1 sham-treated ewe and 1 tulathromycin-treated ewe developed signs of severe endotoxemia and were euthanized within 24 hours after C jejuni inoculation. Seven sham-treated and 2 tulathromycin-treated ewes developed vaginal bleeding or aborted and were euthanized between 4 and 21 days after C jejuni inoculation. The proportion of tulathromycin-treated ewes that developed vaginal bleeding or aborted during the 21 days after C jejuni inoculation (2/9) was significantly less than that for the sham-treated ewes (7/9).

CONCLUSIONS AND CLINICAL RELEVANCE

Results suggested that administration of tulathromycin to pregnant ewes following exposure to C jejuni was effective in decreasing the number of C jejuni–induced abortions. Because of concerns regarding the development of macrolide resistance among Campylobacter strains, prophylactic use of tulathromycin in sheep is not recommended.

Full access
in American Journal of Veterinary Research

Abstract

Objective—To measure antibody titers against bovine coronavirus (BCV), determine frequency of BCV in nasal swab specimens, and compare calves treated for bovine respiratory tract disease (BRD) between those given an intranasally administered vaccine and control calves.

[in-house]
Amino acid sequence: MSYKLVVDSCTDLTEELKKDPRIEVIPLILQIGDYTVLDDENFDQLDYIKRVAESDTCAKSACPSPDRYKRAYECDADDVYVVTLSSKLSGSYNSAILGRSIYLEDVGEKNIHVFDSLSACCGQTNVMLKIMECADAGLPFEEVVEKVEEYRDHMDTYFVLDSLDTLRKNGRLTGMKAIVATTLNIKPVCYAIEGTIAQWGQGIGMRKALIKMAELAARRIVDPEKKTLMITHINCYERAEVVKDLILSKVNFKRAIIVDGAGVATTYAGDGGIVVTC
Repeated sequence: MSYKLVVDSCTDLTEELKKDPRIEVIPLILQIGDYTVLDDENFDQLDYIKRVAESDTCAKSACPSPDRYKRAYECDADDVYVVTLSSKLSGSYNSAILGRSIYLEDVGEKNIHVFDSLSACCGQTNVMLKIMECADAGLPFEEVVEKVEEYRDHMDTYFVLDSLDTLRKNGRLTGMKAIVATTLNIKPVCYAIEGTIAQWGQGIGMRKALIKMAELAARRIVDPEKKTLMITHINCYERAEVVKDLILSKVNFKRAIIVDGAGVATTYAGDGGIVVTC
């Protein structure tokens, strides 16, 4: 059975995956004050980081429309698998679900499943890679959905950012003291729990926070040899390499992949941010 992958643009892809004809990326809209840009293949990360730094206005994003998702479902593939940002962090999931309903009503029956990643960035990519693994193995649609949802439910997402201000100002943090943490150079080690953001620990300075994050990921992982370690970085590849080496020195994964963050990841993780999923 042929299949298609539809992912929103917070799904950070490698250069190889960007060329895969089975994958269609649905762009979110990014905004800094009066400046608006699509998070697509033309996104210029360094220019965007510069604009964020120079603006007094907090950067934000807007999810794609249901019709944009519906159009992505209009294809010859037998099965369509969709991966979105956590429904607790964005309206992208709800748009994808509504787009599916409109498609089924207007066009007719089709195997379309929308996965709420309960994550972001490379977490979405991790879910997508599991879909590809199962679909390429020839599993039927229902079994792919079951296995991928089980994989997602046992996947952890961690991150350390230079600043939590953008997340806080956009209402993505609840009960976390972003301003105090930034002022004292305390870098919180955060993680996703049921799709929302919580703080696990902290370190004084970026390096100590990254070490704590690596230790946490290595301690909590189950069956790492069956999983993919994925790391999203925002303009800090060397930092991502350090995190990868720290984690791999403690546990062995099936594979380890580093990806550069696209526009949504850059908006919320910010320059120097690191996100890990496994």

Design—Randomized clinical trial.

Animals—414 heifer calves.

Procedure—Intranasal BCV antigen concentration and antibody titer against BCV were measured on entry to a feedlot. Calves were randomly assigned to receive 3.0 mL of a modified-live virus vaccine against bovine enteric coronavirus and rotavirus or 3.0 mL of saline (0.9% NaCl) solution. Calves were confined to 1 of 2 pens, depending on vaccination status, for a minimum of 17 days of observation (range, 17 to 99). Selection of calves for treatment of BRD and scoring for severity of disease were done by veterinarians unaware of treatment status.